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Hardcover The Great Lead Water Pipe Disaster Book

ISBN: 0262201674

ISBN13: 9780262201674

The Great Lead Water Pipe Disaster

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Format: Hardcover

Condition: Like New

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Book Overview

The author examines the health effects of lead exposure, analysing cases from New York City, Boston, and Glasgow. He draws on period accounts, government reports, court decisions, and economic and demographic analysis to document the nature of the problem, the recognised health threats, and official intransigence.

Customer Reviews

3 ratings

Excellent histrical expose about the negative inpacts of lead contamination

Troesken(T) has done an excellent job of demonstrating why lead was used in ,and contined to be used in,water pipes over a period of 150 years despite a great deal of scientific and anecdotal evidence linking the lead to numerous physical ailments being available to city planners during this time period.The answer was that decision makers were penny wise and pound foolish.Lead water pipes were very cheap to build,long lasting,and easy to maintain.One area of discussion that should have been more heavily emphasized was the overwhelming connection between lead exposure and lower IQ scores.Lead exposure from birth to age 10 leads to a loss in IQ of from 6-10 points.The major groups impacted are black and Latino -Hispanic Americans getting their drinking water from city-metropolitan water systems.This accounts for about 40% to 67% of the alleged disparity in IQ scores that is supposed to exist between white and black Americans .These facts are ignored by Herrnstein and Murray in their book" The Bell Curve"(1994).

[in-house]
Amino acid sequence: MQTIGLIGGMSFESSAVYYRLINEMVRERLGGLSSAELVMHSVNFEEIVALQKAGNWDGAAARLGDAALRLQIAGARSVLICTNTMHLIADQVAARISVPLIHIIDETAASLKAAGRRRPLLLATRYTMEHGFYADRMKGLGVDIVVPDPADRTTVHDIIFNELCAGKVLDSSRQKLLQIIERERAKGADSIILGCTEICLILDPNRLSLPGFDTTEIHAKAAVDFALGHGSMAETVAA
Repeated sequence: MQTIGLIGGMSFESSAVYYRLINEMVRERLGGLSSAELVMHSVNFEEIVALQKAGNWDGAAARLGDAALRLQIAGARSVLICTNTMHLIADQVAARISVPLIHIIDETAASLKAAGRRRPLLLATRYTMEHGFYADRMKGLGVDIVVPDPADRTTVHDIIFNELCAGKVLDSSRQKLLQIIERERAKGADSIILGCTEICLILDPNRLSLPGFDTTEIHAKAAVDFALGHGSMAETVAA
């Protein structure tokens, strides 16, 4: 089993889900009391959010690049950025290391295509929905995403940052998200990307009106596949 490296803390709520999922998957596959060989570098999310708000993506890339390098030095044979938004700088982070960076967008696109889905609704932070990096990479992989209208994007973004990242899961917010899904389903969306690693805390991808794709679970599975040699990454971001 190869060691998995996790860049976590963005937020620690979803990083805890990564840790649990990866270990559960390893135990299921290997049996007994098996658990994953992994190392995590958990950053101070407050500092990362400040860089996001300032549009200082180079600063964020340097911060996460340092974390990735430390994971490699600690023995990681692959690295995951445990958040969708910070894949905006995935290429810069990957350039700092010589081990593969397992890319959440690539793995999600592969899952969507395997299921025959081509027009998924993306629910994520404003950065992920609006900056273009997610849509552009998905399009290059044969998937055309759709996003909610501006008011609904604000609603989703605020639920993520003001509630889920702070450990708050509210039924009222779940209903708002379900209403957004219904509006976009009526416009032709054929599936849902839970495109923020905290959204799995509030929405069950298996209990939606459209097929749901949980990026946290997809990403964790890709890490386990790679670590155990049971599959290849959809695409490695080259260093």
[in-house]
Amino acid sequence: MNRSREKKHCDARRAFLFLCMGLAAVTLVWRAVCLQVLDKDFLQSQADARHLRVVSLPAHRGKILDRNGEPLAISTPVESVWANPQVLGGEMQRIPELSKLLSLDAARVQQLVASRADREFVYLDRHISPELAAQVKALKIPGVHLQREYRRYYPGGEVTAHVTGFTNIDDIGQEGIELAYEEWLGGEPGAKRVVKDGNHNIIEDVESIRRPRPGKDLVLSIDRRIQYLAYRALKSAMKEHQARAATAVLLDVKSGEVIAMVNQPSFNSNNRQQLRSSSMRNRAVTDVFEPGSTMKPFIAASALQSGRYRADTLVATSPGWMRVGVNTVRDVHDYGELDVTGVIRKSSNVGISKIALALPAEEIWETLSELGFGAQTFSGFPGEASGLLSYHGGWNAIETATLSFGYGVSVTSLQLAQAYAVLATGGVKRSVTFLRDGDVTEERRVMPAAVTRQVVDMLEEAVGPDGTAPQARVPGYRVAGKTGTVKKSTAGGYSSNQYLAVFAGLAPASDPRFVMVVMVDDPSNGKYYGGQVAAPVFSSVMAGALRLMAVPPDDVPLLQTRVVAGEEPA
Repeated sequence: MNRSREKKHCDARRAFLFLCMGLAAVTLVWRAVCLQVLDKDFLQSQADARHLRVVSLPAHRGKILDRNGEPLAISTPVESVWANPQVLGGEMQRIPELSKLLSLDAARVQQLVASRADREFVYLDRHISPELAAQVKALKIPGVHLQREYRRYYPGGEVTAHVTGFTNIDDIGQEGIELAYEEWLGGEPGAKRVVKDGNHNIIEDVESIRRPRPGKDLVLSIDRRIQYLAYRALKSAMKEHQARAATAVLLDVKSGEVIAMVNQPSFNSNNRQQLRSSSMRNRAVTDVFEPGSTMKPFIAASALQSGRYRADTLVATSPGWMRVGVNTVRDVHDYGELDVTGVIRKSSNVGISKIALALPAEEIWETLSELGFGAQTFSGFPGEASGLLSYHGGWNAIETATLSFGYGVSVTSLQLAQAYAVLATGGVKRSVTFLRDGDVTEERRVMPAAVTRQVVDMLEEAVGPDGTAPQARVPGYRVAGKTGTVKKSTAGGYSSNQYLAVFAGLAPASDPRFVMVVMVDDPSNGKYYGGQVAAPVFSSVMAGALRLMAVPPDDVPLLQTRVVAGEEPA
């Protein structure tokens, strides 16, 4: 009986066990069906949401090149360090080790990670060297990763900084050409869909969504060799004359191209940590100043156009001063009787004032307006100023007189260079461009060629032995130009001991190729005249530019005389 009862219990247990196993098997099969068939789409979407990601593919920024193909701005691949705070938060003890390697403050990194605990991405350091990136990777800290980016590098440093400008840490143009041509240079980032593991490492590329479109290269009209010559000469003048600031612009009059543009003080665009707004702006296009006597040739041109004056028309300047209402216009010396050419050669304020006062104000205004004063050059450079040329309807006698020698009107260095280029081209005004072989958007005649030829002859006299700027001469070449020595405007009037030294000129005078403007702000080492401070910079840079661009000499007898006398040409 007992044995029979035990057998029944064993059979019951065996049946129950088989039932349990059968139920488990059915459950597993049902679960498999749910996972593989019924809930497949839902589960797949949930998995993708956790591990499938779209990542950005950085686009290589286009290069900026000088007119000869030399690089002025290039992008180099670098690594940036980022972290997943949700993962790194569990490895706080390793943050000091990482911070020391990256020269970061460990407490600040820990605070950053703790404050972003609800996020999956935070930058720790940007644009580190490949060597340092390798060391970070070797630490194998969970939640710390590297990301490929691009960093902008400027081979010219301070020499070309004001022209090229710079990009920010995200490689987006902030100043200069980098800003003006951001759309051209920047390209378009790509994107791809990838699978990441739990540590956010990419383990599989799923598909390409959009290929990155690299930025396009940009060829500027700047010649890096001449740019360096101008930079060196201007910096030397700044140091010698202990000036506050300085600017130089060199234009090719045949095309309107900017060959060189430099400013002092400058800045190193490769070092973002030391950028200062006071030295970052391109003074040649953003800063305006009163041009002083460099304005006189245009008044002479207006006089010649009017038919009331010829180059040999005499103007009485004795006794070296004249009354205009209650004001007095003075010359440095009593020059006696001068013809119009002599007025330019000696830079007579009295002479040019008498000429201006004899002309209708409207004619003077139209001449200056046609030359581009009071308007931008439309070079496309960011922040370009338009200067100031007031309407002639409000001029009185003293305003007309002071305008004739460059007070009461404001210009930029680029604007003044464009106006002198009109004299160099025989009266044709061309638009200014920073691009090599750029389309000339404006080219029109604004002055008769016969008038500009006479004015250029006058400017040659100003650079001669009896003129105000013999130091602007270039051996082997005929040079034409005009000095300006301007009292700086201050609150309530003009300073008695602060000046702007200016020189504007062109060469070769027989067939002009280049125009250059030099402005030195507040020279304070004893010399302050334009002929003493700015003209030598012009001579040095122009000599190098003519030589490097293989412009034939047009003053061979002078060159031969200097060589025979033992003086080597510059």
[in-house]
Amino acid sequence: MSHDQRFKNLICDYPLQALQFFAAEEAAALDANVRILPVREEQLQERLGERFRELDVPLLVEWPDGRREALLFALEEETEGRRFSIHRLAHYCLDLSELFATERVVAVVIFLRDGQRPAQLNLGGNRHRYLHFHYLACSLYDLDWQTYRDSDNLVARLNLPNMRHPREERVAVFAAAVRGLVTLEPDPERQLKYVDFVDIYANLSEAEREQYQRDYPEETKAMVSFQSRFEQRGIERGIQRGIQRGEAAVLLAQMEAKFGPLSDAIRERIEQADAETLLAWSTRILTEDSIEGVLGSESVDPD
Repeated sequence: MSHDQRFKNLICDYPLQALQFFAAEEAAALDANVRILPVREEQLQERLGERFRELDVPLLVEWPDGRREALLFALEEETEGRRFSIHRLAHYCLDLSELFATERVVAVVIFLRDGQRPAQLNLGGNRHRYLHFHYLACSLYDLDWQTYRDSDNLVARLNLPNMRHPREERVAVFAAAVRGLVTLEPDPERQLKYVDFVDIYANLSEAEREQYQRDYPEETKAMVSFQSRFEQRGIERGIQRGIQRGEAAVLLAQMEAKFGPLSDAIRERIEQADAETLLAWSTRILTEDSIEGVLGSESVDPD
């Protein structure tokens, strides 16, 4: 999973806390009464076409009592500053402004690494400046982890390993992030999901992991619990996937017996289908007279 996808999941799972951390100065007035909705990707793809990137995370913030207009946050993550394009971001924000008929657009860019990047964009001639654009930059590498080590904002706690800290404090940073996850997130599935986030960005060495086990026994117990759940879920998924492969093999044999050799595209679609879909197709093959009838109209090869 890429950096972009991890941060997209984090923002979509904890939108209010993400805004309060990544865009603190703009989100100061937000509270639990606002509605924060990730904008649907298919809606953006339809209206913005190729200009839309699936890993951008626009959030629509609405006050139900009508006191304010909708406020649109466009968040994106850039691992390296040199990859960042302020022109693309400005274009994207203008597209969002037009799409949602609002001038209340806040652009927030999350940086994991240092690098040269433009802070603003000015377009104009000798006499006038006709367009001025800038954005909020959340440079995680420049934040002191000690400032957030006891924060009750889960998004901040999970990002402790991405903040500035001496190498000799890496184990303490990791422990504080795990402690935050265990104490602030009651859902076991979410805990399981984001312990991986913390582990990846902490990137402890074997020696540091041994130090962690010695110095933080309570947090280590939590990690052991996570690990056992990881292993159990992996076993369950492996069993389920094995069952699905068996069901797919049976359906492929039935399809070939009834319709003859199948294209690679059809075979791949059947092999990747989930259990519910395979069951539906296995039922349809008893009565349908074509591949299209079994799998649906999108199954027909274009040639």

A Must Read!

Werner Troesken presents the history of lead water pipe use without hyperbole. Instead you get scientific analysis mixed with telling anecdotes and then more scientific analysis. You might think the lack of hype would make for a boring read, but this book is truly fascinating. Mr. Troesken gives us a great example of how we don't see things until we believe in them. The copy I read was borrowed from the library, but I am buying my own copy now.

history, science, policy--what more could you want?

Troesken smoothly integrates several complex topics in a very readable style. If you wondered how lead is so toxic, as well as the surprising level of exposure to it in the past, wonder no more. He carefully establishes how common it was to be exposed to levels of lead in drinking water that were dozens of times higher than the present day EPA maximum. He establishes that public officials were loathe to do anything about it, in large part due to lead's excellent capabilities--it's malleable, strong, and cheap. And ever so toxic. Troesken concludes with a recommendation for further study on an overlooked topic--effects on human health of nonorganic toxins in the past. One more reason I'm glad to be alive now.
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